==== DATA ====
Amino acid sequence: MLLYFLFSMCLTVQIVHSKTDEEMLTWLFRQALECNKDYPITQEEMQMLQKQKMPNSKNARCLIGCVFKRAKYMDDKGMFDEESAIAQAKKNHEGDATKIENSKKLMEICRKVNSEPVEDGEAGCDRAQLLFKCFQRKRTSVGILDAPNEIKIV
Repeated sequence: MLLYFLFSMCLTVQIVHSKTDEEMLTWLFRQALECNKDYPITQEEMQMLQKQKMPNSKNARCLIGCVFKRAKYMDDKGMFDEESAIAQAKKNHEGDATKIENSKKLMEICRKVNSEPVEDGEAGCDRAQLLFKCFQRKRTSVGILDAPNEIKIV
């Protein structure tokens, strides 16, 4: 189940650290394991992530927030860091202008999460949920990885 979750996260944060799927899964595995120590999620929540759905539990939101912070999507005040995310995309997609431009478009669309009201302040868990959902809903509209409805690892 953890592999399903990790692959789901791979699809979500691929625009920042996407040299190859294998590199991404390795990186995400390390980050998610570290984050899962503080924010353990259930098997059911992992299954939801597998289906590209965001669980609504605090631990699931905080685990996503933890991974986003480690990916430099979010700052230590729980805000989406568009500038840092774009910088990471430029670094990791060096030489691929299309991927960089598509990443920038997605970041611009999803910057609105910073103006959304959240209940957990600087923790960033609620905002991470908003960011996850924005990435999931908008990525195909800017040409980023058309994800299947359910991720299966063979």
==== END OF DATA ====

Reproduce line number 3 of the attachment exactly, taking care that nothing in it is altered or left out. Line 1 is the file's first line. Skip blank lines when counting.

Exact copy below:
């Protein structure tokens, strides 16, 4: 189940650290394991992530927030860091202008999460949920990885 979750996260944060799927899964595995120590999620929540759905539990939101912070999507005040995310995309997609431009478009669309009201302040868990959902809903509209409805690892 953890592999399903990790692959789901791979699809979500691929625009920042996407040299190859294998590199991404390795990186995400390390980050998610570290984050899962503080924010353990259930098997059911992992299954939801597998289906590209965001669980609504605090631990699931905080685990996503933890991974986003480690990916430099979010700052230590729980805000989406568009500038840092774009910088990471430029670094990791060096030489691929299309991927960089598509990443920038997605970041611009999803910057609105910073103006959304959240209940957990600087923790960033609620905002991470908003960011996850924005990435999931908008990525195909800017040409980023058309994800299947359910991720299966063979």